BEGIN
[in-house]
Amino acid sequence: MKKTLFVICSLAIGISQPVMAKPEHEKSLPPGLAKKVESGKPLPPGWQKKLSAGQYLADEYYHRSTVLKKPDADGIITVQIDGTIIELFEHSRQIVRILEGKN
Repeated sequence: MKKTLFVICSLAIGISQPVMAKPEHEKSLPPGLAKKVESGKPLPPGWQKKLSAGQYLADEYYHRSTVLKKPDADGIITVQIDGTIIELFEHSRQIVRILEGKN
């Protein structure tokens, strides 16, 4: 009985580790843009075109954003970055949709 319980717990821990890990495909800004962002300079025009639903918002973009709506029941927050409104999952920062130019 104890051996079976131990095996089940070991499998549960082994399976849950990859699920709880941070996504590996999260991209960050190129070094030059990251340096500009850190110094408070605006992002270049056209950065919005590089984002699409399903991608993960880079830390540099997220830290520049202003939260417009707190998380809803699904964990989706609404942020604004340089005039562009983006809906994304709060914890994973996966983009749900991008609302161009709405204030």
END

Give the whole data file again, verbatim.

[in-house]
Amino acid sequence: MKKTLFVICSLAIGISQPVMAKPEHEKSLPPGLAKKVESGKPLPPGWQKKLSAGQYLADEYYHRSTVLKKPDADGIITVQIDGTIIELFEHSRQIVRILEGKN
Repeated sequence: MKKTLFVICSLAIGISQPVMAKPEHEKSLPPGLAKKVESGKPLPPGWQKKLSAGQYLADEYYHRSTVLKKPDADGIITVQIDGTIIELFEHSRQIVRILEGKN
């Protein structure tokens, strides 16, 4: 009985580790843009075109954003970055949709 319980717990821990890990495909800004962002300079025009639903918002973009709506029941927050409104999952920062130019 104890051996079976131990095996089940070991499998549960082994399976849950990859699920709880941070996504590996999260991209960050190129070094030059990251340096500009850190110094408070605006992002270049056209950065919005590089984002699409399903991608993960880079830390540099997220830290520049202003939260417009707190998380809803699904964990989706609404942020604004340089005039562009983006809906994304709060914890994973996966983009749900991008609302161009709405204030």